The ‘Agility’ Ladder
500 words into an article discussing agility and the ‘agility’ ladder hasn’t been mentioned once – an oversight on my part?
Actually, I’m hoping that, having read the last 500 words, you will have realised that the ‘agility’ ladder in fact does nothing to improve agility performance – there is no perceptual-cognitive component to the use of the agility ladder and so, by definition, it fails to meet the requirement of an agility drill. But the agility ladder develops footwork, specifically fast feet, and fast feet are crucial to improved agility?
I hate to break it to you but that’s not quite the case. Eric Cressey conceptualised the problem with the agility ladder in the following quote:
I think the problem is that coaches and parents equate fast feet with fast and quick feet with agile. However, fast feet don’t equal fast any more than quick feet equal agile 
Why do fast feet not equal fast? Because fast feet don’t use the ground well to produce force and force into the ground equals forward motion. A better use of an athlete’s time is therefore to focus on getting strong legs, and being able to absorb and produce force with these strong legs.
So is the agility ladder a waste of time? For improving agility, yes. But overall, no – it provides a very good neural stimulus in that it demands multi-planar control and co-ordination and so can be incorporated into a dynamic warm up. I also use it extensively with our Youth Athletes for this very reason.
In conclusion, agility is best defined as the ability to change direction in response to an unknown stimulus, such as an opponent. It therefore encompasses both physical (change-of-direction ability) and cognitive (reaction time and decision making) components. In order to therefore truly assess agility, the test chosen must include a perceptual-cognitive component. Like with any other performance attribute, training for agility must follow a progressive plan, progressing from low-level/low-velocity change-of-direction drills to higher-level drills and finally to drills that incorporate a perceptual-cognitive element. Lastly, the agility ladder does not improve agility due to the absence of a perceptual-cognitive element and, moreover, fast feet do not lead to improved speed or agility performance.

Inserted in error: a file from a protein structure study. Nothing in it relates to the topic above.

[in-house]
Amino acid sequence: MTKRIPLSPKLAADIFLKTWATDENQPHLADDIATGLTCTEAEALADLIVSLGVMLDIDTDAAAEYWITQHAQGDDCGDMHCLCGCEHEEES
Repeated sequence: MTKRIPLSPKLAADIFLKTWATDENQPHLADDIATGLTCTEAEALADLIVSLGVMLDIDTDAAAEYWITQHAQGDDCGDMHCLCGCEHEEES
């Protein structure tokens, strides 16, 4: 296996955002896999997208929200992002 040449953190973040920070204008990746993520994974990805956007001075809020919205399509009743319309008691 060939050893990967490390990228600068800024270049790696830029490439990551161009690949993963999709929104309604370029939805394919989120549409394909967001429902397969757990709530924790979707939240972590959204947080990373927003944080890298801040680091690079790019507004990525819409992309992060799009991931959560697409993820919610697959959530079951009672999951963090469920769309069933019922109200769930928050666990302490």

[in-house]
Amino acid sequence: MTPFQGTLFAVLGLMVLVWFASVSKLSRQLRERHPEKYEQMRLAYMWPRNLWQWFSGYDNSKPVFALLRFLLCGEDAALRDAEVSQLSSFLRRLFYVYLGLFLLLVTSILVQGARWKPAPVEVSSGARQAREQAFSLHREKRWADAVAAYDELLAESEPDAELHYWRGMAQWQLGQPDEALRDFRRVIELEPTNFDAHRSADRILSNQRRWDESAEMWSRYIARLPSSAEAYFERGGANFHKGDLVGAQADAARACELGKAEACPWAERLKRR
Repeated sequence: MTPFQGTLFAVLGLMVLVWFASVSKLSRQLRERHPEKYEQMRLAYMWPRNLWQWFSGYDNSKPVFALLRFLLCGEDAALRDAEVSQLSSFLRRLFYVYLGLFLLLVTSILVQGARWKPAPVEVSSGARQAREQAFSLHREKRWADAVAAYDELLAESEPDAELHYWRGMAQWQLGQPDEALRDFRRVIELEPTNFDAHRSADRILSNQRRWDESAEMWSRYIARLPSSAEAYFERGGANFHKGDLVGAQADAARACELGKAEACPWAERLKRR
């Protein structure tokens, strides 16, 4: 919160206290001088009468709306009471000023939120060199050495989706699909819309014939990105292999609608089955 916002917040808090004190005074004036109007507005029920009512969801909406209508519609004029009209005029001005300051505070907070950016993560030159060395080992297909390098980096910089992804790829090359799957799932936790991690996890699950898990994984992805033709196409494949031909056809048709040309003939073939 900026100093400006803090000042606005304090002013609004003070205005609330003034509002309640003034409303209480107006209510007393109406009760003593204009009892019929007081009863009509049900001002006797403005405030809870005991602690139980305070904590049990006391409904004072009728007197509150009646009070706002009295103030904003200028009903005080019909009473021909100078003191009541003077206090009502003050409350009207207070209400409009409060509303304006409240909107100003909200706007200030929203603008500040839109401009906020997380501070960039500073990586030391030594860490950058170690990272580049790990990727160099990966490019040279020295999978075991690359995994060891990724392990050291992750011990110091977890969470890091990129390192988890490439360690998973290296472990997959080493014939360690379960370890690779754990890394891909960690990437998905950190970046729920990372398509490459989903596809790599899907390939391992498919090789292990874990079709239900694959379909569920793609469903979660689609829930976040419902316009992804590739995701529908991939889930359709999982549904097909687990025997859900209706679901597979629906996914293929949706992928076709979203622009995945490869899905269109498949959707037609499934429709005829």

References Dr. Michael Yessis, ‘Dr Yessis on Prof. Verkoshansky and the Shock Method’, https://www.youtube.com/watch?v=NFS9oc-vLQ0 (accessed 23/08/2018).  S. Nimphius, ‘Increasing Agility’, in D. Joyce and D. Lewindon (eds.) High-Performance Training for Sports.  B. DeWeese & S. Nimphius, ‘Program Design and Technique for Speed and Agility Training’, in G. Haff & T. Triplett (eds.) Essentials of Strength Training and Conditioning (4th ed.)  E. Cressey, ‘The Truth About ‘Quick Feet’ and Agility Ladder Drills’, https://ericcressey.com/truth-about-quick-feet-agility-ladder-drills (accessed 18/10/2018).